but I do not really know for sure. The depot was boarded up but the door had
been forced open and I wandered in while we were waiting. It was like
stepping back into time. The ticket agent window was there and the place had
not been touched in a decade or more. ther was no junk onthe floor and
except for some dust, it could have been open for business tomorrow.
The next time we went in the hole it was a slightly more dramatic event. I
was up front when we came to a switch. I gave the buzz then lifted the right
carraige with the toggle switch. I got an acknowledgement that the operator
in the rear had lifted his toggle switch and that was my signal to return my
toggle switch to the down position. If either switch was in the up position
the carraige was up. If my switch was up and the switch in the detector room
was in the down position the carrage would be up. So when I lifted, the
operator in the rear lifted, acknowledged that he was in control by giving
me a buzz back. I then returned my toggle switch to the down position. The
operator in the rear, looking out the window would see the frog as it
appeared from under the car and return the carriage to the down position.
So back to the story. The dispatcher apparently wanted the railroad back.
There were few (if any) sidings but there were a few, very old side tracks
that serviced businesses that were no longer there. Now remember the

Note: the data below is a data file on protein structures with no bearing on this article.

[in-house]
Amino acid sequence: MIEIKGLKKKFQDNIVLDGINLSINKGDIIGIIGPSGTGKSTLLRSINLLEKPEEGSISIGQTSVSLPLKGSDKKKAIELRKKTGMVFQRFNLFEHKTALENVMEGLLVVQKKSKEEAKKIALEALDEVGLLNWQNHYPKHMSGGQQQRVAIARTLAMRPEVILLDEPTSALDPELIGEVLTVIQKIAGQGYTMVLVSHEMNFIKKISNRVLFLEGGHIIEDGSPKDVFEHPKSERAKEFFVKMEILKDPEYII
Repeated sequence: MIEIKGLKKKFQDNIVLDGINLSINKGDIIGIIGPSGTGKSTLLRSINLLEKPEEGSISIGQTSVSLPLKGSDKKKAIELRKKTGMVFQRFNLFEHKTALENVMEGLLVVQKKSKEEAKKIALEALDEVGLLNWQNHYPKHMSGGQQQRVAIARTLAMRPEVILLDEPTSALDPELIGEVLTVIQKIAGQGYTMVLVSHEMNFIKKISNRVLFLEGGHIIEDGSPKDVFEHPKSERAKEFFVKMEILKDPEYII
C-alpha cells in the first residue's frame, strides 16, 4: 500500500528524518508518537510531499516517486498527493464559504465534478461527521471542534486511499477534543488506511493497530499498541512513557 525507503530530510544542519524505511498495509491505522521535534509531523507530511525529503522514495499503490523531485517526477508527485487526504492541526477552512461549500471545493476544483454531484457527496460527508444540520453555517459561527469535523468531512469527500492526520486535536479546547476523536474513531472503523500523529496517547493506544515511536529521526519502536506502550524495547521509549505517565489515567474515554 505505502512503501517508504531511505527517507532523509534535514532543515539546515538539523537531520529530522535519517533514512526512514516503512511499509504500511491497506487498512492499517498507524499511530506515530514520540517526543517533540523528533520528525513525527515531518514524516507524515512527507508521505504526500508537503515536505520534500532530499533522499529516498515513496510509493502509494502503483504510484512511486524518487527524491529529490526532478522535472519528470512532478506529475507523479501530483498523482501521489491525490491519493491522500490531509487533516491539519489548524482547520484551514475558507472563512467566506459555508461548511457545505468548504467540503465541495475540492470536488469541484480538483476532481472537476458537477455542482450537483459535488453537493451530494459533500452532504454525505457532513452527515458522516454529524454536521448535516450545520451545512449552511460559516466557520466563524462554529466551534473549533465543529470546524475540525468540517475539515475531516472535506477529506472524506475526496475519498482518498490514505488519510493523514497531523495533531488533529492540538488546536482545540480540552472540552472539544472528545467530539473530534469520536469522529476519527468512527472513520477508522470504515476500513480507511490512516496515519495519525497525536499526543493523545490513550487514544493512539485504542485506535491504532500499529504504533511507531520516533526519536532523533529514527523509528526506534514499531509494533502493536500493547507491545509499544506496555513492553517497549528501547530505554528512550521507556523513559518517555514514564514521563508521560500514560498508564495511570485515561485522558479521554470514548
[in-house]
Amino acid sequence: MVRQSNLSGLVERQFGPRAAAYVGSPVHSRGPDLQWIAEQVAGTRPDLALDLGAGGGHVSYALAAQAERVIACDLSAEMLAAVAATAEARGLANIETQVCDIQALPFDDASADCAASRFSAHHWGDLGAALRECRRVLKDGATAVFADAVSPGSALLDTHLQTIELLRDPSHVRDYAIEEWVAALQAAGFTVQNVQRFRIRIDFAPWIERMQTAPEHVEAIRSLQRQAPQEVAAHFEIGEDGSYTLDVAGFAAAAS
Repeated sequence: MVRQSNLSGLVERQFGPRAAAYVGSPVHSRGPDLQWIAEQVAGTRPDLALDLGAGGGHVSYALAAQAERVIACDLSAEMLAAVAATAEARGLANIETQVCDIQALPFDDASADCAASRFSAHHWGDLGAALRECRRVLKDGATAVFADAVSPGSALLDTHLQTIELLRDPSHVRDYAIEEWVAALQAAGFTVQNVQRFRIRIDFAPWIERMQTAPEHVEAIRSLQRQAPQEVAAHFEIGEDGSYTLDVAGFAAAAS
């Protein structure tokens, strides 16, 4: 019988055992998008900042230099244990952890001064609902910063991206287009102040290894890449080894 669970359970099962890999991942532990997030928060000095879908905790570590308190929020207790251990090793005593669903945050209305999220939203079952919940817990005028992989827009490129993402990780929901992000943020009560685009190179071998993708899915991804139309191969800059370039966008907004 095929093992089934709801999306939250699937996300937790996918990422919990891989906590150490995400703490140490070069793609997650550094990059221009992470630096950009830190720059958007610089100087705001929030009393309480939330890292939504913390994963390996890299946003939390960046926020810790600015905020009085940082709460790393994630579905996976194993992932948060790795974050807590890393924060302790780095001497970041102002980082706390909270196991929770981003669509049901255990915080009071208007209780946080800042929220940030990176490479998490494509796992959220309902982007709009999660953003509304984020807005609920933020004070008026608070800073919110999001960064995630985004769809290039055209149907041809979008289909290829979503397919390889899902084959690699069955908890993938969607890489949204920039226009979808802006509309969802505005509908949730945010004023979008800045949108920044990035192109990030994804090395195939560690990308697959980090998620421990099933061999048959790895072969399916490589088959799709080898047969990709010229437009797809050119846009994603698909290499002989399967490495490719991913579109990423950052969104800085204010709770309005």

offending locomotive a week earlier was causing us to find 10 serious
defects by 11 am. So I went over the switch, lifted the carraige and got the
acknowledgement and gave the control back to the operator in the rear. We
went a couple of sticks and then came the stop.
I digress again. There was no hard and fast rule about staying in the
engineman's seat. If everyone got off on the back and lets say mother nature
called, you might drop down and run over to the brush and water the flowers.
Frankly, as a practical matter the less water you used on the car the better
because you always wanted to make sure you had enough water to test with. I
always took the opportunity to drop to the ground and look over the car. It
was also a liitle warn and uncomfortable in the engineman's cab because we
had an exhaust leak in the exhaust stack. This is something else we will
So we stopped and then I got the signal to back up. Ivan and the railroad
guy were on the ground and he gave me a quick clench of the fist as he moved
it accross his chest signalling stop.
I dropped to the ground. And I digress yet again. I loved sliding to the